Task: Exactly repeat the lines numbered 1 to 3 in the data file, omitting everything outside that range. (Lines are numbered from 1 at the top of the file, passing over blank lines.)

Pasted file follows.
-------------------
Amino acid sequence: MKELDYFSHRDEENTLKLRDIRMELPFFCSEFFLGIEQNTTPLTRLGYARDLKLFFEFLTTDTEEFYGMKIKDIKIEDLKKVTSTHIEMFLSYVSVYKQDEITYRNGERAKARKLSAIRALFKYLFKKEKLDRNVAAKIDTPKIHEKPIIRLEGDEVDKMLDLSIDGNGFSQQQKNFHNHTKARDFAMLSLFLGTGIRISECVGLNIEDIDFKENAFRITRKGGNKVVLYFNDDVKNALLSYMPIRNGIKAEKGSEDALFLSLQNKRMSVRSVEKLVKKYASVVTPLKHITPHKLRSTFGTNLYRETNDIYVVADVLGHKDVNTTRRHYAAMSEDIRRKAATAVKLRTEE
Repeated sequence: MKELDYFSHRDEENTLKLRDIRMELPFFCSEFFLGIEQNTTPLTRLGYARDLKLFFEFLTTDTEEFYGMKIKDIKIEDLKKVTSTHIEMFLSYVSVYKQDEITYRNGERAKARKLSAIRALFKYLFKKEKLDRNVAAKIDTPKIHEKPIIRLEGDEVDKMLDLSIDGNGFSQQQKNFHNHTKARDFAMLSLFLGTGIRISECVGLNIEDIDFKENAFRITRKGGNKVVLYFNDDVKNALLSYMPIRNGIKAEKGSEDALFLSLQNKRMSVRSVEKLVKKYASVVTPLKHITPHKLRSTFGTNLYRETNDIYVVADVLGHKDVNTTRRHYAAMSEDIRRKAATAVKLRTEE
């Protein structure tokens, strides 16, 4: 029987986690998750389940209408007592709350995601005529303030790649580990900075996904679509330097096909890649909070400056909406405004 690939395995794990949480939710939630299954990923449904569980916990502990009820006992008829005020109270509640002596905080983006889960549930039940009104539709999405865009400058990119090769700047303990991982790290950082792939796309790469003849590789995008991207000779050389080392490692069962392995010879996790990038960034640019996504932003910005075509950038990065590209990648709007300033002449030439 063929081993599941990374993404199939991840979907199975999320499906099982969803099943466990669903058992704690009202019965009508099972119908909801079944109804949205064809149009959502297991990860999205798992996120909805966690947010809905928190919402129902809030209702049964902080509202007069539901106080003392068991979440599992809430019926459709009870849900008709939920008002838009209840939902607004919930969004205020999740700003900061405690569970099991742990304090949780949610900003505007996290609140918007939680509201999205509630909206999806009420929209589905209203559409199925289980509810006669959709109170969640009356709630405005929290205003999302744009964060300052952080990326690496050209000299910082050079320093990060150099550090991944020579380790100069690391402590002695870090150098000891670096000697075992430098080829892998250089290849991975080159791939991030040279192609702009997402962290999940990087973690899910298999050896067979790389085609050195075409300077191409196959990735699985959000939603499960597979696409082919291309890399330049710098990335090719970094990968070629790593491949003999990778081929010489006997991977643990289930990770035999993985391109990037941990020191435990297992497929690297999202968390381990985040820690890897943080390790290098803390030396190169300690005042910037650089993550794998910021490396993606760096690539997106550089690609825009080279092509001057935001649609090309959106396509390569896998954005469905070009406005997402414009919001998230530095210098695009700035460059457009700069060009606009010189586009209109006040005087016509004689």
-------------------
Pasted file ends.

Amino acid sequence: MKELDYFSHRDEENTLKLRDIRMELPFFCSEFFLGIEQNTTPLTRLGYARDLKLFFEFLTTDTEEFYGMKIKDIKIEDLKKVTSTHIEMFLSYVSVYKQDEITYRNGERAKARKLSAIRALFKYLFKKEKLDRNVAAKIDTPKIHEKPIIRLEGDEVDKMLDLSIDGNGFSQQQKNFHNHTKARDFAMLSLFLGTGIRISECVGLNIEDIDFKENAFRITRKGGNKVVLYFNDDVKNALLSYMPIRNGIKAEKGSEDALFLSLQNKRMSVRSVEKLVKKYASVVTPLKHITPHKLRSTFGTNLYRETNDIYVVADVLGHKDVNTTRRHYAAMSEDIRRKAATAVKLRTEE
Repeated sequence: MKELDYFSHRDEENTLKLRDIRMELPFFCSEFFLGIEQNTTPLTRLGYARDLKLFFEFLTTDTEEFYGMKIKDIKIEDLKKVTSTHIEMFLSYVSVYKQDEITYRNGERAKARKLSAIRALFKYLFKKEKLDRNVAAKIDTPKIHEKPIIRLEGDEVDKMLDLSIDGNGFSQQQKNFHNHTKARDFAMLSLFLGTGIRISECVGLNIEDIDFKENAFRITRKGGNKVVLYFNDDVKNALLSYMPIRNGIKAEKGSEDALFLSLQNKRMSVRSVEKLVKKYASVVTPLKHITPHKLRSTFGTNLYRETNDIYVVADVLGHKDVNTTRRHYAAMSEDIRRKAATAVKLRTEE
């Protein structure tokens, strides 16, 4: 029987986690998750389940209408007592709350995601005529303030790649580990900075996904679509330097096909890649909070400056909406405004 690939395995794990949480939710939630299954990923449904569980916990502990009820006992008829005020109270509640002596905080983006889960549930039940009104539709999405865009400058990119090769700047303990991982790290950082792939796309790469003849590789995008991207000779050389080392490692069962392995010879996790990038960034640019996504932003910005075509950038990065590209990648709007300033002449030439 063929081993599941990374993404199939991840979907199975999320499906099982969803099943466990669903058992704690009202019965009508099972119908909801079944109804949205064809149009959502297991990860999205798992996120909805966690947010809905928190919402129902809030209702049964902080509202007069539901106080003392068991979440599992809430019926459709009870849900008709939920008002838009209840939902607004919930969004205020999740700003900061405690569970099991742990304090949780949610900003505007996290609140918007939680509201999205509630909206999806009420929209589905209203559409199925289980509810006669959709109170969640009356709630405005929290205003999302744009964060300052952080990326690496050209000299910082050079320093990060150099550090991944020579380790100069690391402590002695870090150098000891670096000697075992430098080829892998250089290849991975080159791939991030040279192609702009997402962290999940990087973690899910298999050896067979790389085609050195075409300077191409196959990735699985959000939603499960597979696409082919291309890399330049710098990335090719970094990968070629790593491949003999990778081929010489006997991977643990289930990770035999993985391109990037941990020191435990297992497929690297999202968390381990985040820690890897943080390790290098803390030396190169300690005042910037650089993550794998910021490396993606760096690539997106550089690609825009080279092509001057935001649609090309959106396509390569896998954005469905070009406005997402414009919001998230530095210098695009700035460059457009700069060009606009010189586009209109006040005087016509004689």